Ever since bathroom scales were largely established, we have reflected our body weight by ourselves. Physicians, health policy, handbooks and magazines have long made sure that we know which weight is right for us. Hundreds of inventors have translated these concepts of health and beauty respectively into new inventions and fueled private weighing. They have proposed scales that measure weight as precisely as possible, warn of excessive “under”- and “overweight” with red lamps and even can be integrated into the toilet seat. Bathroom scales were not only intended for the bathroom at home, but in the 1960s also as flexible and light measuring instruments that could be taken on trips and on vacation. In 1968, an inflatable scale was recommended for athletes and actors to stay fit and beautiful. Since the 1960s, microprocessors save the measured weight and provided people with the result from their last weighing to simplify weight-loss tracking. Newer scales act as a body composition monitor and measure the percentages of fat, water, bones and muscles. They interact with apps on the smartphones or smartwatches and indicate your BMI and metabolic age. Hardly any of these apps makes a statement without taking the body weight into account.

Several other factors turned weighing into not only an integral part of everyday life, but a regime. From a technical point of view, there is currently no alternative to bathroom scales, which work precisely and reliably. Beyond that, body weight is considered a first criterion in a medical examination. Social fantasies about a healthy and beautiful body are tied to narratives of happy people and their successful before-and-after stories. These people are not only thin, but also well-toned, tanned and are admired on Instagram (#strongisthenewskinny, #transformation). Their stories seem to record the individual and social success of diets. If the path to the new self is particularly hard and the transformation is documented, the individual wins the struggle for social recognition. In this way, the quantifiable self and optimization are staged in a way that is effective for the public. This is why, today, stepping on bathroom scales, giving thoughts about the index of the scale and slimming is much more than an individual experience. Millions of diets and liposuction in the last years reflect the conditions we live in and stand for a collective fear of fat. There’s nothing else for it but to use scales every day and show off the loss of kilos if people want to fit in society.

When we struggle with indoor cycling bikes again in January, count calories, sign a gym contract (and feel guilty because we show up only once a month), and are happy when the performance log of our health and fitness apps increases – then it means that we voluntarily insert ourselves into a regime that we should examine now and then. In fact, the so-called “right” body weight with its regime is not only inescapable in individual and social terms, but it is a social construction. The fact is that body weight monitoring became an integral part of technical innovations that determine body weight. Over the last 150 years, experts of health like physicians showed several health risks associated with overweight and “obesity”, but new findings on a healthy body weight question previous beliefs. Thus, it is discussed that the 65+ age group should prefer to be moderately overweight rather than having a “normal” BMI. However, the dominant discourse on (preventative) healthcare that we have no option but to bow to this self-surveillance regime if we want to be diagnosed healthy and fit.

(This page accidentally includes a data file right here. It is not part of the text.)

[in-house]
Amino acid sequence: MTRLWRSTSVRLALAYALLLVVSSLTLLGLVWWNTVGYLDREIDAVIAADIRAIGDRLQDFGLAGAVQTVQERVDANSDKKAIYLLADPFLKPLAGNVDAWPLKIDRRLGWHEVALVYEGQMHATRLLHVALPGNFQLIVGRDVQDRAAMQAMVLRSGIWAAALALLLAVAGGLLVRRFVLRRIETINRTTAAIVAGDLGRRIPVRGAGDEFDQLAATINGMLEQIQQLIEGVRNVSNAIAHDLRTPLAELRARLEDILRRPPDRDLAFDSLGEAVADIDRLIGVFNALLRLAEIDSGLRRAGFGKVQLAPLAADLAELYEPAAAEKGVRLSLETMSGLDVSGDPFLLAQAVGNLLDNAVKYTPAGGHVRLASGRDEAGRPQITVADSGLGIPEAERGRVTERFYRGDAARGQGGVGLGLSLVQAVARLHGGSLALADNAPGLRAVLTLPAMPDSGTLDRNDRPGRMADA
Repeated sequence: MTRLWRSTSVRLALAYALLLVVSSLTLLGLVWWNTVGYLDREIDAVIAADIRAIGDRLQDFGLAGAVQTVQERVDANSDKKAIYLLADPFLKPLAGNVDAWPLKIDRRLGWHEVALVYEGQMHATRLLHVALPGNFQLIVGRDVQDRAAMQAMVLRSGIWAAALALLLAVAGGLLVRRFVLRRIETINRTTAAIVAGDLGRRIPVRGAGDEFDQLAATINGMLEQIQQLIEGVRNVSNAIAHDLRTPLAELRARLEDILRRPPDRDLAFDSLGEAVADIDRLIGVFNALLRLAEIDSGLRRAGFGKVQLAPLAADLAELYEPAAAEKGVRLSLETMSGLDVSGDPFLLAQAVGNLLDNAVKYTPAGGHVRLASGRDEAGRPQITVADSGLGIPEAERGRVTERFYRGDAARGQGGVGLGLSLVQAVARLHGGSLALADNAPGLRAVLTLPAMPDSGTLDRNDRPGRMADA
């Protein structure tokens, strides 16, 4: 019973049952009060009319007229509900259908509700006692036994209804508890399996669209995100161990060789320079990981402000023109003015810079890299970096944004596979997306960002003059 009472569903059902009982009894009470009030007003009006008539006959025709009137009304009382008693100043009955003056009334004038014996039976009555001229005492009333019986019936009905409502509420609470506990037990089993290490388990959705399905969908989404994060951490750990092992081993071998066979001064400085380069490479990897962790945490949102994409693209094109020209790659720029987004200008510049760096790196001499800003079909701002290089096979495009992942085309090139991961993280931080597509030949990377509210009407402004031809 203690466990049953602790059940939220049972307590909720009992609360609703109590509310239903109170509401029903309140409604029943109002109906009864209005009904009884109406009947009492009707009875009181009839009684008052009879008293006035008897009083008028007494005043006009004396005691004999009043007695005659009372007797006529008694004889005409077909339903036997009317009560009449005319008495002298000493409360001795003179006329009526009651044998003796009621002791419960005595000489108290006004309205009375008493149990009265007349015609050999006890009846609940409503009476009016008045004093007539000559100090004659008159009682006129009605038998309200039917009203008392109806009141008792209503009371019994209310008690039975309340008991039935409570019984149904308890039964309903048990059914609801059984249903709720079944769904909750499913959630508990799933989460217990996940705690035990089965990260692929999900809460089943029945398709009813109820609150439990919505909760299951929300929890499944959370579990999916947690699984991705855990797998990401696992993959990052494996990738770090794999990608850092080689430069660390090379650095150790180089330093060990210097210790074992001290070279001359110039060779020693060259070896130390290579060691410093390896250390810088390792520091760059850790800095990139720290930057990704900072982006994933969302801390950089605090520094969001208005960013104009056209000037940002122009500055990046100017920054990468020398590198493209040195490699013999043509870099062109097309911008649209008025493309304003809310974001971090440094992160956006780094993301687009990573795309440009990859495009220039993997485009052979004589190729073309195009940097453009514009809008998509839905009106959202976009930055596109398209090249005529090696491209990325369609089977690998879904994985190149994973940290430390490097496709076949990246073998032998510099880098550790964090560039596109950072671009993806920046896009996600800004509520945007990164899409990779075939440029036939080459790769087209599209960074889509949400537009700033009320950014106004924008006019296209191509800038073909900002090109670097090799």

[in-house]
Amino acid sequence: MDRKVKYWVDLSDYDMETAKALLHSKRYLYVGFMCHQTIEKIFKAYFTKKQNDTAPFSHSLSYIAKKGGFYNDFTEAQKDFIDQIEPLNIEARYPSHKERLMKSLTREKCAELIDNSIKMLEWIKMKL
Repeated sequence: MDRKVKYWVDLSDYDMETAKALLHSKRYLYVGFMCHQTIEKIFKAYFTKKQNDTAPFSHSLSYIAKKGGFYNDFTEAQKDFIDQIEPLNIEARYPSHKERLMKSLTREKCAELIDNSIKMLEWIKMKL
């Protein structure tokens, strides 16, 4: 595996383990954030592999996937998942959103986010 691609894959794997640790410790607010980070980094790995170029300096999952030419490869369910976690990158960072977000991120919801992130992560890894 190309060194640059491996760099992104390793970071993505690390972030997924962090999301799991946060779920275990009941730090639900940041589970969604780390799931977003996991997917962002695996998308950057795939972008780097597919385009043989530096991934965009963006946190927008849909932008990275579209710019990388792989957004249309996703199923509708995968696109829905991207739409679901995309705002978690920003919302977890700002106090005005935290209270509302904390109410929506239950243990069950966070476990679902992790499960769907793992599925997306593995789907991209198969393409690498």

What we do make of all of this today? My impression from my research is that the genealogy of scales consists of three episodes that made weighing what it is today. Initially, weighing was a part of scientific studies in which the body and its performance were observed for the purposes of specific institutions such as the military and industry. Second, weighing became a personal affair, a way to compare oneself to others. These processes of the social construction of weighing can be seen as a consequence of modernization, or normalization, medicalization, aestheticization and individualization. A third episode can be described as the integration of scales into our bathrooms and on our smartphones as a permanent fixture of our daily lives. The transformation of these processes into constant companions has helped to implement a regime of (self‑)discipline that dares us to optimize our bodies.

About the Author

Debora Frommeld

Debora Frommeld

debora.frommeld@oth-regensburg.de

Debora Frommeld is Assistant Professor of Sociology at Regensburg University of Applied Sciences. During her PhD, she worked at the universities in Göttingen and Ulm. She received her PhD in 2017 with a book about the invention and successful career of bathroom scales between the late 19th century and today. Her research explores (aesthetic) everyday practices where technology, digitization, health and body meet. Debora Frommelds work has a strong focus on biopolitics and knowledge and is interdisciplinary. In her publications she deals with questions of sociology, history and philosophy – the latest article highlights the individual risks of quantification in modern societies.